a. 'As for tomorrow's show, [please come to see it] because it is interesting.'

Here, ぜひ見に来て下さい or please come to see it is a request, and does not have a truth value like a proposition. You cannot say that it is true or false because of another fact. In order for it to make sense, the logical connection has to be done in a position lower than the request:

b. 'As for tomorrow's show, please [come to see it because it is interesting].'

come to see it is a proposition that will reveal its truth value when the time comes (tomorrow), and there is nothing wrong with it having a cause/motivation because it is interesting. ので seems to only allow interpretation a., not b. That is the reason you cannot use it.

On the other hand, with から, expresses motivation, and as you can tell from its form, it is just a postposition phrase, and can take scope within the verb phrase.


It allows the interpretation b., so that is why you can use it.

  • This is a good explanation of the book's argument, but I feel that it is begging the question to simply claim that it is the correct understanding from a "strict" point of view. Rather, this seems to be a prescriptionist, minority, or at best outdated account of ので/から which does not match how actual living Japanese is used (although at course it may be an accurate description the Japanese of a few generations ago, or the Japanese of certain groups/classes, or the "rules of Japanese" as taught in school).
    – Matt
    Feb 18, 2012 at 22:20
  • @Matt I did not intend to explain something from a book. This is based on my native intuition. And such rule is not taught in school, and usual people do not know such rule, so I don't think it is prescriptive. I agree with your point that this distinction is disappearing.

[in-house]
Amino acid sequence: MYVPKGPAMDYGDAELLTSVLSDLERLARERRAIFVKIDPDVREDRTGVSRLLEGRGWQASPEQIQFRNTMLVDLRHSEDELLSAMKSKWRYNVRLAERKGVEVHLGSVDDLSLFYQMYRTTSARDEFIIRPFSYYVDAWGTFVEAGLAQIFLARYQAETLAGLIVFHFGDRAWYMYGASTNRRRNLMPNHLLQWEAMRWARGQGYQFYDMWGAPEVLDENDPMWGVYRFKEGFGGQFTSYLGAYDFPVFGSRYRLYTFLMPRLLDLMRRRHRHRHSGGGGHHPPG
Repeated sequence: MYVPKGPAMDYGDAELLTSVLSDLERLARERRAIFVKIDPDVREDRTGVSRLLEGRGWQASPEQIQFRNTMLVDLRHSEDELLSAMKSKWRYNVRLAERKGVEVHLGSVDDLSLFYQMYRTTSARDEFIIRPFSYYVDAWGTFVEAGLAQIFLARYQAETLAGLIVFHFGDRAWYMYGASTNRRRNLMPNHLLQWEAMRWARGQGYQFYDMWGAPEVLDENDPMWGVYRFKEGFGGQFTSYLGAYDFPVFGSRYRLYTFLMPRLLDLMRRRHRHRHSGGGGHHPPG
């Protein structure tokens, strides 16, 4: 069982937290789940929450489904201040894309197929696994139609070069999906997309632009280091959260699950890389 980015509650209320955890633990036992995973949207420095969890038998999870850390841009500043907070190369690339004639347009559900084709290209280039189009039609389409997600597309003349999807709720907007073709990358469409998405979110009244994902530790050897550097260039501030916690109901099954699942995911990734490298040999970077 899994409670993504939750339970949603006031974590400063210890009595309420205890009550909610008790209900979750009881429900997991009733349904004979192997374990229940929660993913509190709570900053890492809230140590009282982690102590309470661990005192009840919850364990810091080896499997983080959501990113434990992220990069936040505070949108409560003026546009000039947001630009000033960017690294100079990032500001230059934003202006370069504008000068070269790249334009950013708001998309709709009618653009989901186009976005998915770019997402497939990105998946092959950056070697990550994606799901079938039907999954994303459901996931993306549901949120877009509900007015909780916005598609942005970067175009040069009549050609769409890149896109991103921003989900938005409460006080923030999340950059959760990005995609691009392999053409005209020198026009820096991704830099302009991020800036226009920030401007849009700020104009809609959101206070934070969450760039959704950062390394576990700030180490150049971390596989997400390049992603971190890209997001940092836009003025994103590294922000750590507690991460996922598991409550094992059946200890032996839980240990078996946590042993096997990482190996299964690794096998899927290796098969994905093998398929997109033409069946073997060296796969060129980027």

– user458
    Feb 18, 2012 at 22:37
  • 1
    I see, sorry. Unqualified language like "using [X] is wrong" and "so [it] is a good book" felt like you were appealing to a higher authority, but of course I have no objection to these claims if they are meant to be relative to your personal intuition.
    – Matt
    Feb 19, 2012 at 0:56
  • Thanks for the writeup. I agree that only kara can take the limited scope. So he probably [went because he wanted to go] would be 行きたいから行ったのでしょう, while he wanted to so, so he probably went would be 行きたかったので、行ったのでしょう. So から seems to (also) be able to follow a subordinate clause, while ので combines 2 main clauses. However, I don't see why that implies that ので cannot be followed by a request etc. since you can interpret the preceding clause to be the reason for the request.
    – dainichi
    Feb 19, 2012 at 1:52
  • @dainichi "P is likely", "it seems to be P" are propositions (provided that the measure/threshold for 'likeliness' is somehow given by the context), and have truth values. With 行きたかったので、行ったのでしょう, there are logically two possible interpretations: 1. "the speaker's judgement is based on the fact that the subject wanted to go", and 2. "the speaker is judging that the subject's decision is based on the fact that he/she wanted to go". Interpretation 1. clearly has no problem with my argument. Interpretation 2 may not be allowed according to my argument. Which interpretation are you mentioning?
    – user458
    Feb 19, 2012 at 2:12